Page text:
Remember the nation of Israel in the Old Testament? I’ve been reading Exodus very slowly over the past month or so, and I was reminded of their constant ebb and flow of faith in God. One minute they’re crossing the Red Sea (Exodus 13 + 14) and the next minute they’re forging an idol out of gold they all donated and worshiping the idol, thanking IT for delivering them from Egypt (Exodus 32). I mean, COME ON.
How many of us read these stories and study the Old Testament in our small groups or church services and scoff “ugh, Israel, why can’t you just have FAITH?” It’s agonizingly frustrating to see them give up on God over and over again.
However, I must remember that I have the benefit of seeing Israel’s story laid out from beginning to end (kind of) and I can read their ups and downs in minutes. I’m not out in the desert walking around wishing I had the comforts of Egypt. I’m not one of them, living out the hardship, unable to see what comes next. Hindsight is a powerful thing. If I had been in their position, would I have been much different?
I have faced quite a few hardships myself in the past two years, a lot of which are deeply rooted issues, and I’m still working my way through the mess. There have been so many moments where I have felt it would be easier to just give up. When God doesn’t feel present or seem to be doing something, it’s really hard to keep trusting. It’s hard to believe in what we can’t see.
You know what set Moses apart from the Israelites?
It was by faith that Moses left the land of Egypt, not fearing the king’s anger. He kept right on going because he kept his eyes on the One who is invisibleHebrews 11:27 NLT
Moses kept going because He was looking at what he couldn’t see. He was exercising faith and seeking God even when everything else said that didn’t make sense.
Then (God’s) people (Israel) believed His promises. Then they sang His praise. Yet how quickly they forgot what He had done! They wouldn’t wait for His counsel! In the wilderness their desires ran wild, testing God’s patience in that dry wasteland. So He gave them what they asked for…”Psalm 106:12-15a NLT
I don’t know about you, but it’s a lot easier sometimes to identify with Israel in this passage then with Moses in his. When I can’t see the answers and I’m in a wilderness you better believe my desires are running wild and I want to grasp at anything that even remotely promises me some comfort and some solace because YIKES, I am TIRED.
But it’s that last part of Psalm 106 that gives me chills: So He gave them what they asked for.
Guys, let me just tell you, the Israelites got what they asked for but it was not what they needed. My desires are things that I want, but most of the time they are very far from things that I need.
Listen to this excerpt from a devotional my friend gave me as a graduation present that has truly lived up to it’s name, Streams in the Desert, by L. B. Cowman:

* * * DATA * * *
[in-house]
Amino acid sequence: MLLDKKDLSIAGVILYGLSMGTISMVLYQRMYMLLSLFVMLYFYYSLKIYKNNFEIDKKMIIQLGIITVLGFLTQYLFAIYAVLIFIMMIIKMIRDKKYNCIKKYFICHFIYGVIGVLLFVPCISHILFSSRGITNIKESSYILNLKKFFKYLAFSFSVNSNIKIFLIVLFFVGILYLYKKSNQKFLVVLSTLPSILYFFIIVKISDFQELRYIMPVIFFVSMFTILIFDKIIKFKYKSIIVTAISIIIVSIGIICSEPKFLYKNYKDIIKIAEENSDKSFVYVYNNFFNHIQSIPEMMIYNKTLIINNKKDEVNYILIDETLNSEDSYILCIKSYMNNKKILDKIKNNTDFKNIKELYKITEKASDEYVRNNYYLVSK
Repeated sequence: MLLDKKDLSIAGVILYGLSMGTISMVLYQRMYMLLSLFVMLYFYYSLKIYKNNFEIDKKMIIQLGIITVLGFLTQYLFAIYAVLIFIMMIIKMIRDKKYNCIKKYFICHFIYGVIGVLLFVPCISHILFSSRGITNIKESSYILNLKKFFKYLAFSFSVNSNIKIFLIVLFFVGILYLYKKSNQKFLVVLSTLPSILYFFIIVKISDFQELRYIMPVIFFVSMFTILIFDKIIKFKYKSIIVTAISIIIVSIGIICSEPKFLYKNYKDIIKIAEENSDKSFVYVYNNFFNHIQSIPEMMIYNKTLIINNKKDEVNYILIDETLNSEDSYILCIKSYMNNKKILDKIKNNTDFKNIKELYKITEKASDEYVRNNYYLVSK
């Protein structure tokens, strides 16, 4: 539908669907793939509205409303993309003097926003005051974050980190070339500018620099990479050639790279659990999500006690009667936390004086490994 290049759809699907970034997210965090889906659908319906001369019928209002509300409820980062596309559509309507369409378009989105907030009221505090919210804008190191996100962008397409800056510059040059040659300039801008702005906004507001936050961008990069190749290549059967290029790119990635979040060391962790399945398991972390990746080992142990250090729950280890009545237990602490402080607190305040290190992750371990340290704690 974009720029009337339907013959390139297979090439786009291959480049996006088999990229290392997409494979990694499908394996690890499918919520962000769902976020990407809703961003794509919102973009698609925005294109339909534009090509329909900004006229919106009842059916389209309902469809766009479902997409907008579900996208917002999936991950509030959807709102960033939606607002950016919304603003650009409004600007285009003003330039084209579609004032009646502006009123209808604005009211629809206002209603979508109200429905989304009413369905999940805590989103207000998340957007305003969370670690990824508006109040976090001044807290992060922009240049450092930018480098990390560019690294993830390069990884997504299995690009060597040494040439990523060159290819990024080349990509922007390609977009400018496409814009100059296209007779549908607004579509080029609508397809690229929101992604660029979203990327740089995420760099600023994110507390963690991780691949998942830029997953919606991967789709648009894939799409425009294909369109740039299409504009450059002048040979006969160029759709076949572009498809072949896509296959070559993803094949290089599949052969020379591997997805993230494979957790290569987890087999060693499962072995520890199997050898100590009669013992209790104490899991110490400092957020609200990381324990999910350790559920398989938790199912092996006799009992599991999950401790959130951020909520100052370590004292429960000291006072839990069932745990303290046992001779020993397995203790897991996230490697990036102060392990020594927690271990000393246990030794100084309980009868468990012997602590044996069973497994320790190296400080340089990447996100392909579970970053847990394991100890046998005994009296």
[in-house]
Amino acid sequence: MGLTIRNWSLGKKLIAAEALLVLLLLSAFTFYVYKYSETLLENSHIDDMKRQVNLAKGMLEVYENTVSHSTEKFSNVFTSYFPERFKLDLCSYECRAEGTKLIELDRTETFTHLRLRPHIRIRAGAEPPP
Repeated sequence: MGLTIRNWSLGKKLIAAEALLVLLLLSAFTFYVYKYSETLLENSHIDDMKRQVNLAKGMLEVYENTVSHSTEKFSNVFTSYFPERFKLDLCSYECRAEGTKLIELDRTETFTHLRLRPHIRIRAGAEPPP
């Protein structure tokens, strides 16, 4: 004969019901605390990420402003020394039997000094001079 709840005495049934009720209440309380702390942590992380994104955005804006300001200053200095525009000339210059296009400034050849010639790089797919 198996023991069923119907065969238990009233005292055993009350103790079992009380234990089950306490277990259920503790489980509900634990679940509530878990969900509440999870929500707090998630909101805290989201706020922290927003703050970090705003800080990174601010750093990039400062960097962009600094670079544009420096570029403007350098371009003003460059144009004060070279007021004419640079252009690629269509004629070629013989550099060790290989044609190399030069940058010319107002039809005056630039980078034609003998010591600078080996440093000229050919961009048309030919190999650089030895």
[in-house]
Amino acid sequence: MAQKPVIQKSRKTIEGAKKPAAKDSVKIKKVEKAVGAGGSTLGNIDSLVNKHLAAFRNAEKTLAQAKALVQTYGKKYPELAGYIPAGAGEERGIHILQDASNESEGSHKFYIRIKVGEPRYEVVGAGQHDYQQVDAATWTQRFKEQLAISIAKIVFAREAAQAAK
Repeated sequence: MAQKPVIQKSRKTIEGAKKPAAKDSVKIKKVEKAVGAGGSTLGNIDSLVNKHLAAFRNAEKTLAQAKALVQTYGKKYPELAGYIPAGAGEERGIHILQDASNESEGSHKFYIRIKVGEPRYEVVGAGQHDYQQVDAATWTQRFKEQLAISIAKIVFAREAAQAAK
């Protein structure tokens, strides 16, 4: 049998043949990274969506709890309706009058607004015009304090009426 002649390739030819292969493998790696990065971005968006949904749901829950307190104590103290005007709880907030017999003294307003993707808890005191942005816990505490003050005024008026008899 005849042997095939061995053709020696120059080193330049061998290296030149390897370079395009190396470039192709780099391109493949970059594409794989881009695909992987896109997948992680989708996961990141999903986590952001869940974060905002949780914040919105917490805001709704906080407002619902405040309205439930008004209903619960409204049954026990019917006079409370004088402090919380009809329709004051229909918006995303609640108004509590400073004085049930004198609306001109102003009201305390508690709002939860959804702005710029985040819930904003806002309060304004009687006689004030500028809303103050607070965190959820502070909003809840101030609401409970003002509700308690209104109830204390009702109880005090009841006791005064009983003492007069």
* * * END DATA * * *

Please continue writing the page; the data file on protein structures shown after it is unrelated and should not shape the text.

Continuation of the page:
They (Israel) persevered only when their circumstances were favorable, because they were primarily influenced by whatever appealed to their senses, instead of trusting in the invisible and eternal God.
Even today we have people who live an inconsistent Christian life because they have become preoccupied with things that are external. Therefore they focus on their circumstances rather than focusing on God. And God desires that we grow in our ability to see Him in everything and to realize the importance of seemingly insignificant circumstances if they are used to deliver a message from Him.
Streams in the Desert, pg. 285. “July 24”.
I have spent a lot of time looking at my circumstances instead of focusing on the invisible and eternal God. And my soul feels the ache from it.
Yet when I take a step back, or simply a minute to breathe, it’s so clear to me that the hardest of circumstances are often the moments when I get to see God more clearly. Even though it’s hard and I wouldn’t wish it on anyone, I can’t let myself miss the message and the gift He is sending through the struggle.
Psalm 27 is one of my lifetime favorite Psalms. In various hard seasons it has brought such comfort and hope to my soul. Today, as I thought and read about these things, this verse brought it all together.
I would have despaired unless I had believed that I would see the goodness of the LORD in the land of the living.Psalm 27:13 NASB
My eyes brim with tears as I write this, because this verse is not coming from a place of content circumstances. It’s the second to last line in a song that expresses fear and battle and longing and loneliness, all of which I have felt and know the pang of. Yet, David reminds himself in this song, and subsequently all of us, that there is hope. I can believe that God is good and I will see it this side of heaven and beyond
even when I am painfully lonely
even when I can’t stop crying
even when I shake from fear
even when money is tight
even when I lost someone I love dearly
even when I can’t see a job on the horizon
even when I don’t think anyone is able to help
even when my physical body seems out of control
even when it feels like the weight of sadness will never go away…
I still can, and choose to, believe I will see the goodness of the Lord in the land of the living.
I will see His goodness here, eventually. I can trust the Unseen, Eternal, God because I choose to believe He is good even when I can’t see it. I choose to believe that the next part of my story will be His intervention, just as He always saved His Israel even when they forgot His goodness every time.
This is my hope in the midst of despair.